Nike Shoes

The nature and importance of business objectives for the shoe industry, specifically for the brand of Nike contains is similar to that of most other clothing and durable goods wholesale and retail markets. The primary objectives of Nike in its chosen market is, of course, profitability. While Nike does have multiple secondary objectives, such as being known as a forward-thinking and accommodating employer, contributing to the research of footwear, and developing products that are innovative and first to market, overall, the company is a profit organization driven by financial success.

Potential changes in the level of competition and macroeconomic performance might affect Nike in several ways. First, if the level of competition increases its research and development and knocks Nike out of the frontrunner spot in this capacity, Nike’s reputational loss could lead to a decline in sales. Further, if the competition begins using outsourced, foreign labor like Nike does, the price point for competitors’ products could decrease, again causing a decline in sales for Nike. Alternatively, the American market takes another downturn like the one experienced in 2008-2009, Nike could see an impact from that as well, and they could also see an impact from Japan’s recent and ongoing economic downturn.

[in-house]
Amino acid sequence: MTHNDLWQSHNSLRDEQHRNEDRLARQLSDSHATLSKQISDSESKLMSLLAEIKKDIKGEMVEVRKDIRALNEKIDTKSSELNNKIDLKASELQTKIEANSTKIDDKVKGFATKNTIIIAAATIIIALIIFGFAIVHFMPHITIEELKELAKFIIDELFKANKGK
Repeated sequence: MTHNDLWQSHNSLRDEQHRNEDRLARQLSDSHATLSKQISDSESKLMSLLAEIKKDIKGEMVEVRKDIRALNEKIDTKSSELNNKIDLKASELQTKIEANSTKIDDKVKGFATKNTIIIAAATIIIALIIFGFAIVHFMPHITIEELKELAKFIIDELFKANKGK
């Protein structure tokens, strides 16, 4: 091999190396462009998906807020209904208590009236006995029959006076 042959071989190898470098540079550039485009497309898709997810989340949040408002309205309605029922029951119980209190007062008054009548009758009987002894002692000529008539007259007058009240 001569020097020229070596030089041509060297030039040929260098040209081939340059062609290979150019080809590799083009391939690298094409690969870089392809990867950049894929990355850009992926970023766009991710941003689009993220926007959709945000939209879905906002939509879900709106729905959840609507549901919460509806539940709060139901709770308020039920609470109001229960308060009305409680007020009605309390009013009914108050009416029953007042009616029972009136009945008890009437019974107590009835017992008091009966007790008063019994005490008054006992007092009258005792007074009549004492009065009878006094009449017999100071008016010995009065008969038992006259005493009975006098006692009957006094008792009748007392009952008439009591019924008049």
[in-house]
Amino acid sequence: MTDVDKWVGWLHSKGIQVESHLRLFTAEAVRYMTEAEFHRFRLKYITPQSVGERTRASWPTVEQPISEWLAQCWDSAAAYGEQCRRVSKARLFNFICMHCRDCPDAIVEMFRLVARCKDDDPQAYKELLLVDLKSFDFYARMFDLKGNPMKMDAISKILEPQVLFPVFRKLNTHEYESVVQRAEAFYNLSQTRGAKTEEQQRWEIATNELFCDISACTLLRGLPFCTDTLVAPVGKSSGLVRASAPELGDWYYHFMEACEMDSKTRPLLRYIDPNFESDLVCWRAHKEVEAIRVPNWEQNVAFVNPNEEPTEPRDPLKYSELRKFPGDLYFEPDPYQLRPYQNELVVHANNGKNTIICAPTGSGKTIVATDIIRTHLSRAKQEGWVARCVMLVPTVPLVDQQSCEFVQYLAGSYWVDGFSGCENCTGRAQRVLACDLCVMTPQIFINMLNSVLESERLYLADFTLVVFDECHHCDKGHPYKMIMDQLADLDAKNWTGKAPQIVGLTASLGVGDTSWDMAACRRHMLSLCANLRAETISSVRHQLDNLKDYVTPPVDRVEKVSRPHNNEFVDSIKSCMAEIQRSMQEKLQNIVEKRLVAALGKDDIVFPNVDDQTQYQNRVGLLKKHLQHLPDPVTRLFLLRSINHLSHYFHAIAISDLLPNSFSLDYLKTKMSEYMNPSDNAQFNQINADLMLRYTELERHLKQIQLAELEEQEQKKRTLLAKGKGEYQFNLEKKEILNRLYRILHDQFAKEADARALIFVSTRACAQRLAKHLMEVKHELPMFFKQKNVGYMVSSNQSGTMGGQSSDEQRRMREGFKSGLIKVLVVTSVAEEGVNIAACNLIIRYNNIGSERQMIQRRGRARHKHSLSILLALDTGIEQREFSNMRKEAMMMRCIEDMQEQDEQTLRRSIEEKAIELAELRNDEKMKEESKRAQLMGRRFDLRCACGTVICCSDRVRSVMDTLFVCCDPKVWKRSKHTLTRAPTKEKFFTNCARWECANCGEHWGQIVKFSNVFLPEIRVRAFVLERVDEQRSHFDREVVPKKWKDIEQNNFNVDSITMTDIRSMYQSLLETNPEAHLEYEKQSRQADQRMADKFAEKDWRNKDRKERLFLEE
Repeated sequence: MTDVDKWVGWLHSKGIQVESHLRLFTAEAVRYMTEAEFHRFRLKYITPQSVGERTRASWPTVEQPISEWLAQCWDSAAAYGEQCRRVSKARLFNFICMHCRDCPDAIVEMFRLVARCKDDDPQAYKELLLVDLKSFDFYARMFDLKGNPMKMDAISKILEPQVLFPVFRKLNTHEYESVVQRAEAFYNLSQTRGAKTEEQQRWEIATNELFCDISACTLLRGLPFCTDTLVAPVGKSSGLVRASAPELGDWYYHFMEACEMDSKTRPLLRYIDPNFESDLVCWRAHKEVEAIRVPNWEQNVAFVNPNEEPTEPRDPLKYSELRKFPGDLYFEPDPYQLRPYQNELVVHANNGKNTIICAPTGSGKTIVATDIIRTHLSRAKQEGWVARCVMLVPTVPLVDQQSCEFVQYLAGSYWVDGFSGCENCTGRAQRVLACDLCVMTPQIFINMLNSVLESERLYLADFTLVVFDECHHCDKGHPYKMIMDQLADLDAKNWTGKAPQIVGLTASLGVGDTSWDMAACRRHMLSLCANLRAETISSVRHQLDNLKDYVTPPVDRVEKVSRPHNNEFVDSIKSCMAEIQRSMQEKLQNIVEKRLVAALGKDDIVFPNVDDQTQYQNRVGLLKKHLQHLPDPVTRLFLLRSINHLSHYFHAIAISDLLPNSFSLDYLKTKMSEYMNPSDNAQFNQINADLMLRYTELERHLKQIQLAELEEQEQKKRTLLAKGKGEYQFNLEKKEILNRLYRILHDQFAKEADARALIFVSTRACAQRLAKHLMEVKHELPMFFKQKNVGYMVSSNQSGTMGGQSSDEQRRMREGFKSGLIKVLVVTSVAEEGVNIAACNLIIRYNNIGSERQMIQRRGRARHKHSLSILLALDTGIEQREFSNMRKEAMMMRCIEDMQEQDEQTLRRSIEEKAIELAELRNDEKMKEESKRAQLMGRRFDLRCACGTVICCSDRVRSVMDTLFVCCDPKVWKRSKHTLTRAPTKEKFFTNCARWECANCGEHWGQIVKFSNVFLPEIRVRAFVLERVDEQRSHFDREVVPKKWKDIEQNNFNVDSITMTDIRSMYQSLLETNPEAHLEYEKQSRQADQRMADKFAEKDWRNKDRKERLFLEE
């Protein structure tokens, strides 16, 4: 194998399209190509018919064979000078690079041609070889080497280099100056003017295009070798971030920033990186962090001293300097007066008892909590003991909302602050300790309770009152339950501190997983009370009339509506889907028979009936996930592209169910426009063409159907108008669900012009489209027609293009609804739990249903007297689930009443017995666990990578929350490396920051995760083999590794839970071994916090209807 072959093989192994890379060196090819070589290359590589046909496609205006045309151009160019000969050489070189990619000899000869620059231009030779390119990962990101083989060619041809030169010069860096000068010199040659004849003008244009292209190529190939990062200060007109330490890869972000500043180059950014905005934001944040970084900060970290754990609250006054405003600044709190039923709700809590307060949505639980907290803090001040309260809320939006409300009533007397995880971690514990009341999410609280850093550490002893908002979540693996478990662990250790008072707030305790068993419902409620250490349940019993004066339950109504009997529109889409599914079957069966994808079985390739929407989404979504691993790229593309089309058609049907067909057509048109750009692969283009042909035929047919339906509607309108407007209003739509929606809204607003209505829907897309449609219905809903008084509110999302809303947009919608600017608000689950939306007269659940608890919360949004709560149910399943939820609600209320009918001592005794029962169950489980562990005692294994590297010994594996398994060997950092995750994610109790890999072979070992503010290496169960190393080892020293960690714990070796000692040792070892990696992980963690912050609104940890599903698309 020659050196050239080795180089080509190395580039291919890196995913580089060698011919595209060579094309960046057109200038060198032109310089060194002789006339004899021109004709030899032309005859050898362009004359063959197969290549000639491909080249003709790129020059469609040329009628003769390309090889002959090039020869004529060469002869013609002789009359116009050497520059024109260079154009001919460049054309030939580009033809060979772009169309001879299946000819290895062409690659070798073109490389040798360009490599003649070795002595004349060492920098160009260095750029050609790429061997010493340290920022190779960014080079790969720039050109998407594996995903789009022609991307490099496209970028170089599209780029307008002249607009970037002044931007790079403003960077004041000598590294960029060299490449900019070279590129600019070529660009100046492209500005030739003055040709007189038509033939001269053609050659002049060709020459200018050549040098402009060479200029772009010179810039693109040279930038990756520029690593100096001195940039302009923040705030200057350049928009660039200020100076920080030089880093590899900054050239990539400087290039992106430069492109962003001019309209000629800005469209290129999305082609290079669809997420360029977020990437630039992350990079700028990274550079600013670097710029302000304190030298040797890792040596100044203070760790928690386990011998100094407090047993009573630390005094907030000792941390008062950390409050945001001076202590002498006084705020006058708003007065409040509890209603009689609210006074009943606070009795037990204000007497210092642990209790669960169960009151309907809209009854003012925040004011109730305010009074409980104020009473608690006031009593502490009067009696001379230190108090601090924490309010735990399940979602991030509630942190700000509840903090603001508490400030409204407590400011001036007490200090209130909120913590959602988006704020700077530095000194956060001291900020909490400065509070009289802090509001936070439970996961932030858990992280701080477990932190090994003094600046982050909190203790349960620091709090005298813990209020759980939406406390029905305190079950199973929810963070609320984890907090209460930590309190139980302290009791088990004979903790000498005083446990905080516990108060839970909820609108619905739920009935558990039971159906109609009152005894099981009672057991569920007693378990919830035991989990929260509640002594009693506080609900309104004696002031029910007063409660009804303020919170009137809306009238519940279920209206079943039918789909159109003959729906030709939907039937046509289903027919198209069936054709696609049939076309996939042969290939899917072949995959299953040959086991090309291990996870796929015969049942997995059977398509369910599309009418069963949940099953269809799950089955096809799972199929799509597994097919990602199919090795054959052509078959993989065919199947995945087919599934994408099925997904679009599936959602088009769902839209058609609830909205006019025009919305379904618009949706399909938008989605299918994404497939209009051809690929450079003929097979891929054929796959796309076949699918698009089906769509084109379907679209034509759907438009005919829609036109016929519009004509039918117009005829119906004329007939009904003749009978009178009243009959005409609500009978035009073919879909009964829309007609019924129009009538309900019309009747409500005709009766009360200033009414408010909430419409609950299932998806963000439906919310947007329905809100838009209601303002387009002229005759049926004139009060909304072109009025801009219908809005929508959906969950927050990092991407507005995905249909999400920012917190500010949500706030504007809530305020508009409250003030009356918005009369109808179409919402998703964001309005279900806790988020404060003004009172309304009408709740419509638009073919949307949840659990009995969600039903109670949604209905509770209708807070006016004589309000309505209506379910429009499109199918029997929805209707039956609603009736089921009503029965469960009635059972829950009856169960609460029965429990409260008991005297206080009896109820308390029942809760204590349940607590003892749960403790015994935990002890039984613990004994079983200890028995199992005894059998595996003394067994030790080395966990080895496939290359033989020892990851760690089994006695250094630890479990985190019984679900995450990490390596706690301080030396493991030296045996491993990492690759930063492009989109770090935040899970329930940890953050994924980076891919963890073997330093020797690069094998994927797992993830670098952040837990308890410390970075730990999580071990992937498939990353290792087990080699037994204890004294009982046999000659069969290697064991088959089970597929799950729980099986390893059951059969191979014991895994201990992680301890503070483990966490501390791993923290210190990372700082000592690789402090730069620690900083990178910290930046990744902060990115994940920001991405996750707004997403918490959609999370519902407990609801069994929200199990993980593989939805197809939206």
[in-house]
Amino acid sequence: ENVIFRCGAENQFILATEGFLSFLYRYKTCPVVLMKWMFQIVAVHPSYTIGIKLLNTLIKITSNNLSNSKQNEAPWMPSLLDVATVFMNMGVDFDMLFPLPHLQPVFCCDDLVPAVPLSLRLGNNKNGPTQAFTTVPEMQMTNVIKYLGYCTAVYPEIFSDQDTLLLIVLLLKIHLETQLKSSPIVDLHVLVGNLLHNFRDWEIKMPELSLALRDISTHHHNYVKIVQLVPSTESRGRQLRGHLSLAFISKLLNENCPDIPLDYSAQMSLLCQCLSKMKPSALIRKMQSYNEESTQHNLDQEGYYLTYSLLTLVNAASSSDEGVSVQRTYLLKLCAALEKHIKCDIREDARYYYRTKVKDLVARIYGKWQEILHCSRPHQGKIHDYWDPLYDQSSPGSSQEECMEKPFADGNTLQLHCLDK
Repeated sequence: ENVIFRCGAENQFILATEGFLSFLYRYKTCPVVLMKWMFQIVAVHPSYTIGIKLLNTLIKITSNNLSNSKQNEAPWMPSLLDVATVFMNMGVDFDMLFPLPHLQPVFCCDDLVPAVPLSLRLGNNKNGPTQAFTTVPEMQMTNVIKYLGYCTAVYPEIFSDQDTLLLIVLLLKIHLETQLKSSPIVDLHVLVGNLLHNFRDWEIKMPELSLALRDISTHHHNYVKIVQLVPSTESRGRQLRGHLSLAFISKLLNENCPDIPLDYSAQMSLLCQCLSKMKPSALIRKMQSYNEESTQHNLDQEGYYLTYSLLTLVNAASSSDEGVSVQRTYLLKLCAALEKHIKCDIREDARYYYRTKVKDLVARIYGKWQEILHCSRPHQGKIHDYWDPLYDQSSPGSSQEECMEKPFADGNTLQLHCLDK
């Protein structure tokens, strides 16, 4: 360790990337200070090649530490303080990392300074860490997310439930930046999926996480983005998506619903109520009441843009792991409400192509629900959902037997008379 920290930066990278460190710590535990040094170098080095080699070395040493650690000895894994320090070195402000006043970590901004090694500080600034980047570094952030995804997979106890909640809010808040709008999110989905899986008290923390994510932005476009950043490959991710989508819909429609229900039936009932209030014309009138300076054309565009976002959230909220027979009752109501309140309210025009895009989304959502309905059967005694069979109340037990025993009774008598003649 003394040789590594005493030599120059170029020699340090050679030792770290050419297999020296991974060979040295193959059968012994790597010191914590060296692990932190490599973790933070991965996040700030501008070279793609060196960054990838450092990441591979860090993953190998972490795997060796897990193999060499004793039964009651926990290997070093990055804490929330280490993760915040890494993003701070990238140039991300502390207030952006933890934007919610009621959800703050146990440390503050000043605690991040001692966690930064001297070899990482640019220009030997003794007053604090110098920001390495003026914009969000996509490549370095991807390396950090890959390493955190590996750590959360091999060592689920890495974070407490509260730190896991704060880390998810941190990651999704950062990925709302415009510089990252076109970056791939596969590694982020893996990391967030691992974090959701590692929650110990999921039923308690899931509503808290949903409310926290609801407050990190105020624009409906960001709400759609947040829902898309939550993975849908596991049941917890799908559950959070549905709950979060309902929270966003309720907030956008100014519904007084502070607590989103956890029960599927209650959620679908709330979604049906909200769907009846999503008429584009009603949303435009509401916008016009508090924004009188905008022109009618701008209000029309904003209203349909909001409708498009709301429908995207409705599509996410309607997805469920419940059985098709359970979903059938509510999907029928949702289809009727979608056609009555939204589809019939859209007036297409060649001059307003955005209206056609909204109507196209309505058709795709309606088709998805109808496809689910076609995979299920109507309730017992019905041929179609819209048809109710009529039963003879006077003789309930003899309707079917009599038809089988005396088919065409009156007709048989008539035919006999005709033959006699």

Regarding the macroeconomic performance of Nike, it has typically benefited from the United States overall general concept of growth markets (PESTLE). Because of the nation’s relatively low interest rates and favorable currency exchange rates, Nike has been able to remain competitive in sales of its products for nearly half a century (Lopez et al.). Because Nike is a consumer-driven company and because it produces products (shoes and active wear) that remain mainstays in America’s fitness-crazed society, its macroeconomic stability remains strong. While at times it has been criticized for corporate policy regarding outsourcing labor, Nike, in general, remains a global leader in the fitness she and clothing field.